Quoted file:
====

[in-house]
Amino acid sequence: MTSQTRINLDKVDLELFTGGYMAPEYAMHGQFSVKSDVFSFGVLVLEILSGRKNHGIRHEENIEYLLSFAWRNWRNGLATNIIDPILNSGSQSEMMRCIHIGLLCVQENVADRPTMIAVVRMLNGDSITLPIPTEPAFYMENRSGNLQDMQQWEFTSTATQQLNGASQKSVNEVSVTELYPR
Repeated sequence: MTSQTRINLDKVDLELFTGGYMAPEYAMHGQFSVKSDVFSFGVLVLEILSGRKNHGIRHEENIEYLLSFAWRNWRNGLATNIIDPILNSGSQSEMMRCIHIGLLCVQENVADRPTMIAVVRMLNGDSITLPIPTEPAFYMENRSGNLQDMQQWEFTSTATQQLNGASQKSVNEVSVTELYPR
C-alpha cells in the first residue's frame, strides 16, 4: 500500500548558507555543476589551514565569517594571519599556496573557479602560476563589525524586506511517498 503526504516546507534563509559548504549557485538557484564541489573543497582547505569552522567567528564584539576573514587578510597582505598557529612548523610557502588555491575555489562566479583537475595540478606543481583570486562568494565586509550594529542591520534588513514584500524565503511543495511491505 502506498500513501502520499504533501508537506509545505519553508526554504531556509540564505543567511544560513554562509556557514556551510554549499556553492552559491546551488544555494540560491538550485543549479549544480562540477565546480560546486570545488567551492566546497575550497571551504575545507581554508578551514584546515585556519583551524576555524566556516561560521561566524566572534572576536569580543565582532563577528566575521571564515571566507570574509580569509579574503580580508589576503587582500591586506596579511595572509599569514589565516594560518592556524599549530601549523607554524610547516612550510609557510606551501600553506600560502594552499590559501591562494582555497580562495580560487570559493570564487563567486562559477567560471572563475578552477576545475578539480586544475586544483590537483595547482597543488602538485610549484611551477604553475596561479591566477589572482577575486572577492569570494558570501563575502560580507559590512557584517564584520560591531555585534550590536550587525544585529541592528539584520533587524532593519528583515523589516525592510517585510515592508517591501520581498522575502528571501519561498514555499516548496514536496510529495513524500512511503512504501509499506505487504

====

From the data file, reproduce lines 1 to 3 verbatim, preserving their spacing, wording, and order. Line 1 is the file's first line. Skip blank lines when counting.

[in-house]
Amino acid sequence: MTSQTRINLDKVDLELFTGGYMAPEYAMHGQFSVKSDVFSFGVLVLEILSGRKNHGIRHEENIEYLLSFAWRNWRNGLATNIIDPILNSGSQSEMMRCIHIGLLCVQENVADRPTMIAVVRMLNGDSITLPIPTEPAFYMENRSGNLQDMQQWEFTSTATQQLNGASQKSVNEVSVTELYPR
Repeated sequence: MTSQTRINLDKVDLELFTGGYMAPEYAMHGQFSVKSDVFSFGVLVLEILSGRKNHGIRHEENIEYLLSFAWRNWRNGLATNIIDPILNSGSQSEMMRCIHIGLLCVQENVADRPTMIAVVRMLNGDSITLPIPTEPAFYMENRSGNLQDMQQWEFTSTATQQLNGASQKSVNEVSVTELYPR